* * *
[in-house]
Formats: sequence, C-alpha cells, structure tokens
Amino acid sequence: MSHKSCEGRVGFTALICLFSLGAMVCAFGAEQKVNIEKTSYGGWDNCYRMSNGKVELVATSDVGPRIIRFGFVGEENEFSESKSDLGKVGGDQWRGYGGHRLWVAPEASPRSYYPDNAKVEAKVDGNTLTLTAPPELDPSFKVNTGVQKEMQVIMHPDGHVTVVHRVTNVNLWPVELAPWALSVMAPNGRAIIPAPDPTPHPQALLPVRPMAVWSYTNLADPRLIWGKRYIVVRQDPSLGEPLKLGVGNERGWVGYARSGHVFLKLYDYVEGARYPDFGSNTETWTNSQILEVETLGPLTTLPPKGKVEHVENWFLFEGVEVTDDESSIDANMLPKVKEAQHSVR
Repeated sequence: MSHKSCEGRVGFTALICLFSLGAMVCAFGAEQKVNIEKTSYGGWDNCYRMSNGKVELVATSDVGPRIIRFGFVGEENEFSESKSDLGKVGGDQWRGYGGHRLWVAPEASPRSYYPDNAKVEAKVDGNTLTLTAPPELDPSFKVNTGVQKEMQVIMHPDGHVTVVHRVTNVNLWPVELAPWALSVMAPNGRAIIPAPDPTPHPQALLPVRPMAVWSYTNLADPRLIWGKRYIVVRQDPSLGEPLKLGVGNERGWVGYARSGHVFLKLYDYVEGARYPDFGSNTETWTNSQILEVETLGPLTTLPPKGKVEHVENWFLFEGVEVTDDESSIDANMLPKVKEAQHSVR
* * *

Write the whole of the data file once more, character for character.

[in-house]
Formats: sequence, C-alpha cells, structure tokens
Amino acid sequence: MSHKSCEGRVGFTALICLFSLGAMVCAFGAEQKVNIEKTSYGGWDNCYRMSNGKVELVATSDVGPRIIRFGFVGEENEFSESKSDLGKVGGDQWRGYGGHRLWVAPEASPRSYYPDNAKVEAKVDGNTLTLTAPPELDPSFKVNTGVQKEMQVIMHPDGHVTVVHRVTNVNLWPVELAPWALSVMAPNGRAIIPAPDPTPHPQALLPVRPMAVWSYTNLADPRLIWGKRYIVVRQDPSLGEPLKLGVGNERGWVGYARSGHVFLKLYDYVEGARYPDFGSNTETWTNSQILEVETLGPLTTLPPKGKVEHVENWFLFEGVEVTDDESSIDANMLPKVKEAQHSVR
Repeated sequence: MSHKSCEGRVGFTALICLFSLGAMVCAFGAEQKVNIEKTSYGGWDNCYRMSNGKVELVATSDVGPRIIRFGFVGEENEFSESKSDLGKVGGDQWRGYGGHRLWVAPEASPRSYYPDNAKVEAKVDGNTLTLTAPPELDPSFKVNTGVQKEMQVIMHPDGHVTVVHRVTNVNLWPVELAPWALSVMAPNGRAIIPAPDPTPHPQALLPVRPMAVWSYTNLADPRLIWGKRYIVVRQDPSLGEPLKLGVGNERGWVGYARSGHVFLKLYDYVEGARYPDFGSNTETWTNSQILEVETLGPLTTLPPKGKVEHVENWFLFEGVEVTDDESSIDANMLPKVKEAQHSVR